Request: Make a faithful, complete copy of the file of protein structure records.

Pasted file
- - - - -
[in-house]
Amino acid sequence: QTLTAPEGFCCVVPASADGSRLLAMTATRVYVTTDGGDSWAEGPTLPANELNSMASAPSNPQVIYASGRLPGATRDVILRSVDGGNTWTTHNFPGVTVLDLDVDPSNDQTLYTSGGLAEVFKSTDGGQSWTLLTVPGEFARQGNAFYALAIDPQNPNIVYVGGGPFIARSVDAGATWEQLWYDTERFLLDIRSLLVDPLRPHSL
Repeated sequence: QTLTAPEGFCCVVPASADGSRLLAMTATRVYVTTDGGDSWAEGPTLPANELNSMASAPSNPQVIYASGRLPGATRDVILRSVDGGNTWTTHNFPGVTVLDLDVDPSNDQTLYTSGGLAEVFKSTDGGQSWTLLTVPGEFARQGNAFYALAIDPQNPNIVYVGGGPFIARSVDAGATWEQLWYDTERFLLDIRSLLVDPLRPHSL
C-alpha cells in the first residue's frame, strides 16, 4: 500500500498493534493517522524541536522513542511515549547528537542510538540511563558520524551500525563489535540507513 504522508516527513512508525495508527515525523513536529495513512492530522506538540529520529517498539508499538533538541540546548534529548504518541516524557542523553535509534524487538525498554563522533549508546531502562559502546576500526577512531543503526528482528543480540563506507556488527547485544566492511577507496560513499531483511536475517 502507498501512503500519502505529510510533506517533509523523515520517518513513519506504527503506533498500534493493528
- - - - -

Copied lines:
[in-house]
Amino acid sequence: QTLTAPEGFCCVVPASADGSRLLAMTATRVYVTTDGGDSWAEGPTLPANELNSMASAPSNPQVIYASGRLPGATRDVILRSVDGGNTWTTHNFPGVTVLDLDVDPSNDQTLYTSGGLAEVFKSTDGGQSWTLLTVPGEFARQGNAFYALAIDPQNPNIVYVGGGPFIARSVDAGATWEQLWYDTERFLLDIRSLLVDPLRPHSL
Repeated sequence: QTLTAPEGFCCVVPASADGSRLLAMTATRVYVTTDGGDSWAEGPTLPANELNSMASAPSNPQVIYASGRLPGATRDVILRSVDGGNTWTTHNFPGVTVLDLDVDPSNDQTLYTSGGLAEVFKSTDGGQSWTLLTVPGEFARQGNAFYALAIDPQNPNIVYVGGGPFIARSVDAGATWEQLWYDTERFLLDIRSLLVDPLRPHSL
C-alpha cells in the first residue's frame, strides 16, 4: 500500500498493534493517522524541536522513542511515549547528537542510538540511563558520524551500525563489535540507513 504522508516527513512508525495508527515525523513536529495513512492530522506538540529520529517498539508499538533538541540546548534529548504518541516524557542523553535509534524487538525498554563522533549508546531502562559502546576500526577512531543503526528482528543480540563506507556488527547485544566492511577507496560513499531483511536475517 502507498501512503500519502505529510510533506517533509523523515520517518513513519506504527503506533498500534493493528